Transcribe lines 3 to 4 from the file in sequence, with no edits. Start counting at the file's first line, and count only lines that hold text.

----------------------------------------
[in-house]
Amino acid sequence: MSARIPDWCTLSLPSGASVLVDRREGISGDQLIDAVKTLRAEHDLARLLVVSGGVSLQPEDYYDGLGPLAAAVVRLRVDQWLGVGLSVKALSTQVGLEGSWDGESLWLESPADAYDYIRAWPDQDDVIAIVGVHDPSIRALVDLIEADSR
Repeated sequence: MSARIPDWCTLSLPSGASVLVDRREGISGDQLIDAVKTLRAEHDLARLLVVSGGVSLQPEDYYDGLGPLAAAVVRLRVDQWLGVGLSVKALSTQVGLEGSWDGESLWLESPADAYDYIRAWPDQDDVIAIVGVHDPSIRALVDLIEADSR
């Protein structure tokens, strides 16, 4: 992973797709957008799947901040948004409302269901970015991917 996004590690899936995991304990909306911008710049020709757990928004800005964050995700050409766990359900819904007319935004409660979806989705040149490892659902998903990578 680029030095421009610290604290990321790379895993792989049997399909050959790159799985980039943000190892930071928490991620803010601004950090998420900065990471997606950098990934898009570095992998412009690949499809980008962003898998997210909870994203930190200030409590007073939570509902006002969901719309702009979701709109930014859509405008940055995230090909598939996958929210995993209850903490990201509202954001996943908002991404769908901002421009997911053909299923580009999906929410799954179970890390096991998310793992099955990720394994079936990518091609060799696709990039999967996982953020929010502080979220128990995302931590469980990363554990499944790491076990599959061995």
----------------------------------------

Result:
Repeated sequence: MSARIPDWCTLSLPSGASVLVDRREGISGDQLIDAVKTLRAEHDLARLLVVSGGVSLQPEDYYDGLGPLAAAVVRLRVDQWLGVGLSVKALSTQVGLEGSWDGESLWLESPADAYDYIRAWPDQDDVIAIVGVHDPSIRALVDLIEADSR
């Protein structure tokens, strides 16, 4: 992973797709957008799947901040948004409302269901970015991917 996004590690899936995991304990909306911008710049020709757990928004800005964050995700050409766990359900819904007319935004409660979806989705040149490892659902998903990578 680029030095421009610290604290990321790379895993792989049997399909050959790159799985980039943000190892930071928490991620803010601004950090998420900065990471997606950098990934898009570095992998412009690949499809980008962003898998997210909870994203930190200030409590007073939570509902006002969901719309702009979701709109930014859509405008940055995230090909598939996958929210995993209850903490990201509202954001996943908002991404769908901002421009997911053909299923580009999906929410799954179970890390096991998310793992099955990720394994079936990518091609060799696709990039999967996982953020929010502080979220128990995302931590469980990363554990499944790491076990599959061995």